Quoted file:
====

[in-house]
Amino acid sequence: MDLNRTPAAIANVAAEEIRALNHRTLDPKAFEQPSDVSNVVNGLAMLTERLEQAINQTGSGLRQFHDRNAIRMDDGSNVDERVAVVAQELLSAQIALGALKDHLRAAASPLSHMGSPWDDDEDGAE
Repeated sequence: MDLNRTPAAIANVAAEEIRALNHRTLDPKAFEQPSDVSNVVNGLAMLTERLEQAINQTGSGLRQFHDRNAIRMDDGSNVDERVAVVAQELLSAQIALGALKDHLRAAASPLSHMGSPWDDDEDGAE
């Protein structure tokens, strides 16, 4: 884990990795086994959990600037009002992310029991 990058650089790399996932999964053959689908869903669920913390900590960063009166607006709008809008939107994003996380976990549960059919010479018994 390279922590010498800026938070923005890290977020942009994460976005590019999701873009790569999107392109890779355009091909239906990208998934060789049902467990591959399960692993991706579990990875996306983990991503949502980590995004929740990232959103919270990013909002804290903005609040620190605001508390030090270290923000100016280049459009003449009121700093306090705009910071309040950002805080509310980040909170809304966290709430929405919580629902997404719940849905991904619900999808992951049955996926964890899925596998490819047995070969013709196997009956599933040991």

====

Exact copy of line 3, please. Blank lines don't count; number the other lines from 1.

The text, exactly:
Repeated sequence: MDLNRTPAAIANVAAEEIRALNHRTLDPKAFEQPSDVSNVVNGLAMLTERLEQAINQTGSGLRQFHDRNAIRMDDGSNVDERVAVVAQELLSAQIALGALKDHLRAAASPLSHMGSPWDDDEDGAE